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I have several pages devoted to the Sunday Sabbath, but this question was direct. It seemed good to post my answer.
I can only say what the early Christians said. They said that the Jews, being fleshly, could only sanctify one day to the Lord. The Lord gave them such things as the Sabbath and sacrifices to help them keep their minds on him.
Now, though, we have entered the eighth day, the day of the new creation, and Christians, being spiritual, can live in the rest of Christ every day. We can sanctify every day to the Lord.
I think Hebrews 4 says this pretty clearly. Colossians 2 says the Sabbath was a shadow of things to come. I've had Seventh Day Adventists tell me that the Sabbath in Col. 2 is a reference to "high Sabbaths" that occur yearly during feasts. The problem with this is that the phrase "Feasts, new moons, and Sabbaths" is a pretty common Old Testament phrase for the yearly, monthly, and weekly special sacrifices (1 Chr. 23:31; 2 Chr. 2:4; 2 Chr. 8:13; 2 Chr. 31:3; Neh. 10:33; Ezek. 45:17; Hos. 2:11)
Paul, as familiar as he was with the Scriptures, had to have known that when he used the phrase.
It's always possible that meeting on the 1st day of the week developed later than apostolic times. (Meeting on the 1st day of the week is different than having a Sunday Sabbath.)
It's doubtful, though, for the following reasons:
Sabbatarians are correct that in the Scripture the apostles were gathering in the synagogues on the Sabbath. When does that leave them the opportunity to meet with the church?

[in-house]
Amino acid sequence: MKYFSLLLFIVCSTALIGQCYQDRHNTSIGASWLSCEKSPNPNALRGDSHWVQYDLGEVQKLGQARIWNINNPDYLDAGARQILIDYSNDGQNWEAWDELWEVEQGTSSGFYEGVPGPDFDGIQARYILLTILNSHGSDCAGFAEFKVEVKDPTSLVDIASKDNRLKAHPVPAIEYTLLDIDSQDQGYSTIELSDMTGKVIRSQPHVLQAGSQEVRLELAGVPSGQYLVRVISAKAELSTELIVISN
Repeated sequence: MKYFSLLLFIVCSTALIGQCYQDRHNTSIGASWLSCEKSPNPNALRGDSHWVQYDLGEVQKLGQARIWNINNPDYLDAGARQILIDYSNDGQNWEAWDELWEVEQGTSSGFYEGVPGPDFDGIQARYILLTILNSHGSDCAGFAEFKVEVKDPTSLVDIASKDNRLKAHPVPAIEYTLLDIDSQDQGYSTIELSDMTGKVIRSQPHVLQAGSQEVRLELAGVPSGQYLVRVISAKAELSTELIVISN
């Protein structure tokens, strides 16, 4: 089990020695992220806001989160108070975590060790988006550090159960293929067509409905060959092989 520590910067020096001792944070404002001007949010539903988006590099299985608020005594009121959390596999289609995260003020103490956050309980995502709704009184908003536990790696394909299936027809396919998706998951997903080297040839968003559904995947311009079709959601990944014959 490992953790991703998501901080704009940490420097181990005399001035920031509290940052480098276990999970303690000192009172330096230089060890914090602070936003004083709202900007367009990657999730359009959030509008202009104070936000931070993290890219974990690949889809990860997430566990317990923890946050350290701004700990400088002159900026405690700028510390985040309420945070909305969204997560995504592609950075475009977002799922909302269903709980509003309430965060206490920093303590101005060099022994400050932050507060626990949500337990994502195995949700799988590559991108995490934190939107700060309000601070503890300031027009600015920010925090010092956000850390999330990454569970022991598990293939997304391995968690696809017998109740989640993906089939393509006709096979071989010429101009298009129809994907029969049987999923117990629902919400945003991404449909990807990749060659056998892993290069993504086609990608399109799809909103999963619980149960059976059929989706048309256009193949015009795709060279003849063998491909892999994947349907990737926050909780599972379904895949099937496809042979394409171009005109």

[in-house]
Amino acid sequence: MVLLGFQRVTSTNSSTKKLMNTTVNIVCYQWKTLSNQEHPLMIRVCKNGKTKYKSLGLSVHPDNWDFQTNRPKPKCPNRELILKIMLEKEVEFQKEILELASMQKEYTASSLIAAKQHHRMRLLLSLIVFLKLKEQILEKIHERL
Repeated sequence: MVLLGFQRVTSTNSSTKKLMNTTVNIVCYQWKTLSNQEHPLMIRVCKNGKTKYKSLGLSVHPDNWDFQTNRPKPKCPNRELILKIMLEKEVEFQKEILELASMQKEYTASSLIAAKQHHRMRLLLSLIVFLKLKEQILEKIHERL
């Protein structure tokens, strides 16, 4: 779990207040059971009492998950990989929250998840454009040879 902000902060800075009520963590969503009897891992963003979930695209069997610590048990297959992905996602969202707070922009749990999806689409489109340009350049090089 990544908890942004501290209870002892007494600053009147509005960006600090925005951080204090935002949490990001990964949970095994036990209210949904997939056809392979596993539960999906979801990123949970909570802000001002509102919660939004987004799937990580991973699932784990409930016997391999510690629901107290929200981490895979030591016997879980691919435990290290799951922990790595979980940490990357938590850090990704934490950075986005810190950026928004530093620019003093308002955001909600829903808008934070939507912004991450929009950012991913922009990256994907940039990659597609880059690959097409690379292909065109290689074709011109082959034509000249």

The early Church argued that for them the Lord's Day, the first day of the week, was a day of rejoicing because it was the day on which Christ rose. It was not a new Sunday Sabbath. It was not a day of rest. It was a day of rejoicing.
All of that makes sense. Of course it was a day of rejoicing. Christ rose on that day. Why not meet on that day? The Jerusalem church would be trying to continue to meet with the Jews in the synagogue until they were thrown out, which is also what Paul did. So when would be a great time for the church to meet? The answer is the very next day after the Sabbath, when they could instruct those that had heard them on the Sabbath day.
Constantine was 300 years after Christ, and the results of his reign were really awful. He tried to help the church in every way he could, and it appears to me he was quite sincere about that. Nonetheless he harmed it. He harmed it badly.
He was trying to help the church. He knew they met on Sunday and that they had been meeting on Sunday for nearly 300 years. (Again, this is different than having a Sunday Sabbath.) So, as an act of kindness, he offered to make the first day a day of rest for the empire rather than the day of Saturn, which had been the day of rest back in the 2nd century.
Constantine wasn't trying to create a new Sabbath any more than earlier Christians were. He was trying to pay respect to the Church.
Like I said the end result of all his respect was great destruction to the church, and it did indeed lead to a Sunday Sabbath.
My newest book, Rome's Audacious Claim, was released December 1. See synopsis and reviews on Amazon.